These are situations that seem to be outside the official (second edition) rules. Unless I'm missing something.

Suppose Russia is allowed attack Norway on the first turn, and does so with two fighters, three tanks (five units that hit with 1-3), and three infantry via Karelia, against 1 fighter, 1 tank, and 3 infantry. The five heavy units roll 1,1,2,3,4, an above average roll that scores four hits. Can the attack tell the infantry NOT to fire?

If the fifth unit is eliminated by infantry, Russia has to occupy Norway, possibly fatally weakening Karelia. Russia has now achieved its "strafing" objective (the German fighter should retreat, and the UK can occupy Norway on its turn.) So Russia would like to cap the hits at four, if allowed.

In the Pearl Harbor attack, Japan sends a battle fleet against the Hawaiian sea zone, and scores two hits on the first round. The US elects to take the carrier and fighter as casualties (so that the sub can withdraw).

If the carrier had survived, Japan can retreat its fleet to Wake Island, out of the Hawaiian dead zone. Can it do the same with a withdrawing sub? (The rules say that the battle is over, and the attacker must stand put, when the defender is DESTROYED. But the sub wasn't "destroyed.")

My theory is that the attacker relinquished his prerogative of "hot pursuit" of the sub and chose to withdraw after a short, one-round battle.

2 Answers 2


In the case of Karelia versus Norway, the infantry must attack; all attacks other than sub sneak-attacks are considered simultaneous, and you've already declared your attackers, so you must go down the line and attack with everything.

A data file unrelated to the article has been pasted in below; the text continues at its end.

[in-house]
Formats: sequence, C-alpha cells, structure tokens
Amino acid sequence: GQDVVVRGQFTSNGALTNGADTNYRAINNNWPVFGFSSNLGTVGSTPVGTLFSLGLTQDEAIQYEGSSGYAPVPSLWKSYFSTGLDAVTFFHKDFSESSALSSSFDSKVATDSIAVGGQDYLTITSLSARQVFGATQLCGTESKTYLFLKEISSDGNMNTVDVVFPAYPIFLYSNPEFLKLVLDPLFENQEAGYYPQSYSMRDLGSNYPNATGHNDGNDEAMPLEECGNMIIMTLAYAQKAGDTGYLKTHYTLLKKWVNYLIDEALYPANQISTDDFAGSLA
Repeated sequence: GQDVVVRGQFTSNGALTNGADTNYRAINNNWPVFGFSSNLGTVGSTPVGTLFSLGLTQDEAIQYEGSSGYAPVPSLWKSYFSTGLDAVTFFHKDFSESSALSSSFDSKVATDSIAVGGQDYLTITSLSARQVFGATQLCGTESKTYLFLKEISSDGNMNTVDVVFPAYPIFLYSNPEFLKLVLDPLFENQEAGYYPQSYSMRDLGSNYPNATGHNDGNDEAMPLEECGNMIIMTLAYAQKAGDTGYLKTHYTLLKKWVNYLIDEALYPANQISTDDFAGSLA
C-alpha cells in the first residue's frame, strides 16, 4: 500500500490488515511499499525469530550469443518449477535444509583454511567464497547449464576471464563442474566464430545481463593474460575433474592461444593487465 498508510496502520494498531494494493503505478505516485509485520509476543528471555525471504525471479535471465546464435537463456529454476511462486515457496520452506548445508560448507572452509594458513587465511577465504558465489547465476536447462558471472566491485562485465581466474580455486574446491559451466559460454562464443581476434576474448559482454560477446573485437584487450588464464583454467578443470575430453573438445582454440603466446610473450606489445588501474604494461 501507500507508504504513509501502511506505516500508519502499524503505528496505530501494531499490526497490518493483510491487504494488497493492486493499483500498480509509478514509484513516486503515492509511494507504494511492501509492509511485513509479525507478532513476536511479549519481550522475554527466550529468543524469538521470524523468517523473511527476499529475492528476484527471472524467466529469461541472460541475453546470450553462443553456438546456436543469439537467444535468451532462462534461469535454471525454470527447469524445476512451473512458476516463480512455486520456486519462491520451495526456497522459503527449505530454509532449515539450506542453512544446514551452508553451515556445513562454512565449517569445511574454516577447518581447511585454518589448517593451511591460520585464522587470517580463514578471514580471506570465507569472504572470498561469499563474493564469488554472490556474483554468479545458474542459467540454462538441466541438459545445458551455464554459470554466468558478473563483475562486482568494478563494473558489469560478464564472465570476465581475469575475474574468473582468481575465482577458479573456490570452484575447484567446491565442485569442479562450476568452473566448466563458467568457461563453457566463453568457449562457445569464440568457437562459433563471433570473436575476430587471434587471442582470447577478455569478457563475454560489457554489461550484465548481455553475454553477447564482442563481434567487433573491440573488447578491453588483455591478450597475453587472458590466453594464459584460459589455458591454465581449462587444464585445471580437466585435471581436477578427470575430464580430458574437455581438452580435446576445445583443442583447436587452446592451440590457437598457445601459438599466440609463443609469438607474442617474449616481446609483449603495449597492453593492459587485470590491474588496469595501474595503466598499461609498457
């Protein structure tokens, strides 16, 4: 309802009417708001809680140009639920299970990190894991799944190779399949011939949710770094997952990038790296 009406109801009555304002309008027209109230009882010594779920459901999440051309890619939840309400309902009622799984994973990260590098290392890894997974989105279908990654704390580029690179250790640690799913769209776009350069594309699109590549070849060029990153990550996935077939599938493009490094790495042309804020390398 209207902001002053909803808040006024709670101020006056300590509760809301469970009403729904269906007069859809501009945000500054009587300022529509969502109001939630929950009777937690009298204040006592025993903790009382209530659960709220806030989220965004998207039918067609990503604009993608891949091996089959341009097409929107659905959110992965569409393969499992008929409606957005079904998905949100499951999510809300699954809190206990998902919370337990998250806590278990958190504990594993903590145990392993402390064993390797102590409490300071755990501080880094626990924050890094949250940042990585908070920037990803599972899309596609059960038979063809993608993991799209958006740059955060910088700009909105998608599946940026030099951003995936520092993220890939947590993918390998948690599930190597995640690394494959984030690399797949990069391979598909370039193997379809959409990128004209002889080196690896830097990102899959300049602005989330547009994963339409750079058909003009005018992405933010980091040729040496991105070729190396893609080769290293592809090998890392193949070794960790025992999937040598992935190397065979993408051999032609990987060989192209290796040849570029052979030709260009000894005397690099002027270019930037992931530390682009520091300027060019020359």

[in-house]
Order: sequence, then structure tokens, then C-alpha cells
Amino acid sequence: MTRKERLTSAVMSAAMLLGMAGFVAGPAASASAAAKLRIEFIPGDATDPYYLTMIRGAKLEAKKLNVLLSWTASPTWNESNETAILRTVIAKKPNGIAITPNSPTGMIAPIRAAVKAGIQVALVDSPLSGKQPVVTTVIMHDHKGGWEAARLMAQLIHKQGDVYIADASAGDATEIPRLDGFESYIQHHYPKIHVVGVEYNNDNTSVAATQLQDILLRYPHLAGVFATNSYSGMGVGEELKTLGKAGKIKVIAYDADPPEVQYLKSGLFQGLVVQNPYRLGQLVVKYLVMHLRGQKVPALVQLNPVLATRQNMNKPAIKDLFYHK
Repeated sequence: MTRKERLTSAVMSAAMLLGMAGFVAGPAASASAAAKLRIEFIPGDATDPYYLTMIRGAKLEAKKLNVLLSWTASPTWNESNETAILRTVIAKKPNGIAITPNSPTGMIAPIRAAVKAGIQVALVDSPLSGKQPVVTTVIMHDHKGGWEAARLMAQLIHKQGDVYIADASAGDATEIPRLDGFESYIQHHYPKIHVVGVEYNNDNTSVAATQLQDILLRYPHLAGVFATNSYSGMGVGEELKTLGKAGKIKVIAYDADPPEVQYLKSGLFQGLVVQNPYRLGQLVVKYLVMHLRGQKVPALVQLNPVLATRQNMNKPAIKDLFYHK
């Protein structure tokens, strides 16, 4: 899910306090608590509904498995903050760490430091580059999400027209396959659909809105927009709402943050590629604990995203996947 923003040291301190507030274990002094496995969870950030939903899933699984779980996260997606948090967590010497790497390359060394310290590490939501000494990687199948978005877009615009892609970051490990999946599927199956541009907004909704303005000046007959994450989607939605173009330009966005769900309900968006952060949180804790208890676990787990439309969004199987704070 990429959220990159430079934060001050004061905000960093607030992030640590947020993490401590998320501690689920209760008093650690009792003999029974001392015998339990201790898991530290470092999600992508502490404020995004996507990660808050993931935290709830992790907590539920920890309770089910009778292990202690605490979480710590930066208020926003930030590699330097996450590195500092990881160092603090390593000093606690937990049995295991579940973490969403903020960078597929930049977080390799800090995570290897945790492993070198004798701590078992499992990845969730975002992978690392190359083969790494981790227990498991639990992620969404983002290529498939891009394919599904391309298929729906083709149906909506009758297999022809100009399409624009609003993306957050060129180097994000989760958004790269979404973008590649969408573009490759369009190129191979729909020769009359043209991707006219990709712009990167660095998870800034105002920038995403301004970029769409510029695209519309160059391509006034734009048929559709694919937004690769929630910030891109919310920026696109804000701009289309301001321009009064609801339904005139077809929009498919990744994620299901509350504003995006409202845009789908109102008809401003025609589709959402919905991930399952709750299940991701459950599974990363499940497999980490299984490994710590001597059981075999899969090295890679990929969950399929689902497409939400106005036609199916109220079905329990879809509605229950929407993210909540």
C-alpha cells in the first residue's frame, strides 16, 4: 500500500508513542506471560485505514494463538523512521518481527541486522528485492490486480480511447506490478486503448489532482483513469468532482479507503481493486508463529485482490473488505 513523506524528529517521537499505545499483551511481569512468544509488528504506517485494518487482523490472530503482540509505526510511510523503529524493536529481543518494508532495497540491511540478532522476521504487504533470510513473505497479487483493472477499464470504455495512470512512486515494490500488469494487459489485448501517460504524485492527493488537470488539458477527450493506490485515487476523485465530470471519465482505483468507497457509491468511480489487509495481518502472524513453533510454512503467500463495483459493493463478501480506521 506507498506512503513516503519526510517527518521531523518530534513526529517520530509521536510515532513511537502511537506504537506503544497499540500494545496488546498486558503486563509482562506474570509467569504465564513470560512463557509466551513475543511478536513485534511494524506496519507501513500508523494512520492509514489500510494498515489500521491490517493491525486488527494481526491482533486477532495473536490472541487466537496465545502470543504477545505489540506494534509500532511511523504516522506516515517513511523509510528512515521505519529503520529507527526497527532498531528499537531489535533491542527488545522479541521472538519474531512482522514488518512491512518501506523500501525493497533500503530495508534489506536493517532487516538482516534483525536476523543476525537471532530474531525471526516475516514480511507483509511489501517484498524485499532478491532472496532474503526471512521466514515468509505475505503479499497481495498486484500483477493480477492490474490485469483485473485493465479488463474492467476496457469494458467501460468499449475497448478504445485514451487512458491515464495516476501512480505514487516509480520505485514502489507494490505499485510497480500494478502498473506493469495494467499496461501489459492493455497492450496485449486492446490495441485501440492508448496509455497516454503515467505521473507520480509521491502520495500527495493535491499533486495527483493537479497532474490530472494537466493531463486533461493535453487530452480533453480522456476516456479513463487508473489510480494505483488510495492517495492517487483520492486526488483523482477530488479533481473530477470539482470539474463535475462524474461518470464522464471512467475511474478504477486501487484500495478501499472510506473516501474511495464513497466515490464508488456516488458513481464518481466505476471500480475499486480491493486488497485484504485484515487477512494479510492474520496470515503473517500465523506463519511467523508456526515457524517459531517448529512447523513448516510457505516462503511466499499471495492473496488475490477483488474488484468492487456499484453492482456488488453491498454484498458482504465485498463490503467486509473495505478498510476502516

If you didn't want to take Norway, you shouldn't have attacked with so many models. You can always place your reinforcements in Karelia at the end of the turn.

  • I was planning to use the infantry as cannon fodder. But Bobby has a point: IF I'm allowed to order the infantry not to fire, I must do so before seeing the results of the heavy weapons attack. Because all the action would in reality be simultaneous.
    – Tom Au
    Jun 8, 2011 at 19:17
  • Here's an example of this concept from another context: bleacherreport.com/articles/…
    – Tom Au
    Jun 8, 2011 at 19:29
  • 1
    Agree, attacks are simultaneous. Managing dead zones and attacking with only the bare minimum required to capture a territory, but not leaving much to be countered, or attacking with just enough to strafe and damage while retaining the ability to retreat, are key tactical skills fundamental to the game.
    – Adam Wuerl
    Jun 8, 2011 at 21:07
  • Is "models" the Norwegian word for "pieces?" Jeg snakke lite Norsk.
    – Tom Au
    Jun 9, 2011 at 19:55

Remember that in a strategy level game like A&A 'turns' equate to something along the lines of a month. The kind of actions you are wanting to control are more 'tactical'. At the command level troops are committed to an attack long before the offensive begins.


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